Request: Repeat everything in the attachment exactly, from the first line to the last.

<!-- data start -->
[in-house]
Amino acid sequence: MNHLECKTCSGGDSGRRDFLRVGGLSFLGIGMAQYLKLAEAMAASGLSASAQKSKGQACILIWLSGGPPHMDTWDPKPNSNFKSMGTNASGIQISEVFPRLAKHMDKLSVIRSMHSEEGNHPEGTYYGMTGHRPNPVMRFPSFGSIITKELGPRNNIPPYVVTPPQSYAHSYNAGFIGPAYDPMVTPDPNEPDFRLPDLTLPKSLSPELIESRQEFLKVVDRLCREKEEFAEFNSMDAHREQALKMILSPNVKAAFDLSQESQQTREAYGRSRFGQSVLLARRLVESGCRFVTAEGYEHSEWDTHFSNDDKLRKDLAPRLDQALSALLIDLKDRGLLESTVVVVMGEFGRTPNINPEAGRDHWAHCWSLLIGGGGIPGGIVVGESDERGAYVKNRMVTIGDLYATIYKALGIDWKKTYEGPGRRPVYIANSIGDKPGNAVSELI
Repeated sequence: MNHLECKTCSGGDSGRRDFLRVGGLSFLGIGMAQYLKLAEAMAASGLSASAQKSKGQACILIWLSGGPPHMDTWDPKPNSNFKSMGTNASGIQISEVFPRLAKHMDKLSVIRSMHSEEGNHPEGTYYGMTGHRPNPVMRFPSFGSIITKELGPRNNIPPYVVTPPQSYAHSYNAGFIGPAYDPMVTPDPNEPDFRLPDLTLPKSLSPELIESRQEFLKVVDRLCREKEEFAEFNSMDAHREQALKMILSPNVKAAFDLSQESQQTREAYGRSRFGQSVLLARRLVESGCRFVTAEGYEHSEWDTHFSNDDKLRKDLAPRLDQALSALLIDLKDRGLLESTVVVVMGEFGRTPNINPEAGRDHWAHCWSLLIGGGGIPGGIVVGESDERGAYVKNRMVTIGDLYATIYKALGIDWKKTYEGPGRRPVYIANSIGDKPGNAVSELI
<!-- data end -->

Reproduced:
[in-house]
Amino acid sequence: MNHLECKTCSGGDSGRRDFLRVGGLSFLGIGMAQYLKLAEAMAASGLSASAQKSKGQACILIWLSGGPPHMDTWDPKPNSNFKSMGTNASGIQISEVFPRLAKHMDKLSVIRSMHSEEGNHPEGTYYGMTGHRPNPVMRFPSFGSIITKELGPRNNIPPYVVTPPQSYAHSYNAGFIGPAYDPMVTPDPNEPDFRLPDLTLPKSLSPELIESRQEFLKVVDRLCREKEEFAEFNSMDAHREQALKMILSPNVKAAFDLSQESQQTREAYGRSRFGQSVLLARRLVESGCRFVTAEGYEHSEWDTHFSNDDKLRKDLAPRLDQALSALLIDLKDRGLLESTVVVVMGEFGRTPNINPEAGRDHWAHCWSLLIGGGGIPGGIVVGESDERGAYVKNRMVTIGDLYATIYKALGIDWKKTYEGPGRRPVYIANSIGDKPGNAVSELI
Repeated sequence: MNHLECKTCSGGDSGRRDFLRVGGLSFLGIGMAQYLKLAEAMAASGLSASAQKSKGQACILIWLSGGPPHMDTWDPKPNSNFKSMGTNASGIQISEVFPRLAKHMDKLSVIRSMHSEEGNHPEGTYYGMTGHRPNPVMRFPSFGSIITKELGPRNNIPPYVVTPPQSYAHSYNAGFIGPAYDPMVTPDPNEPDFRLPDLTLPKSLSPELIESRQEFLKVVDRLCREKEEFAEFNSMDAHREQALKMILSPNVKAAFDLSQESQQTREAYGRSRFGQSVLLARRLVESGCRFVTAEGYEHSEWDTHFSNDDKLRKDLAPRLDQALSALLIDLKDRGLLESTVVVVMGEFGRTPNINPEAGRDHWAHCWSLLIGGGGIPGGIVVGESDERGAYVKNRMVTIGDLYATIYKALGIDWKKTYEGPGRRPVYIANSIGDKPGNAVSELI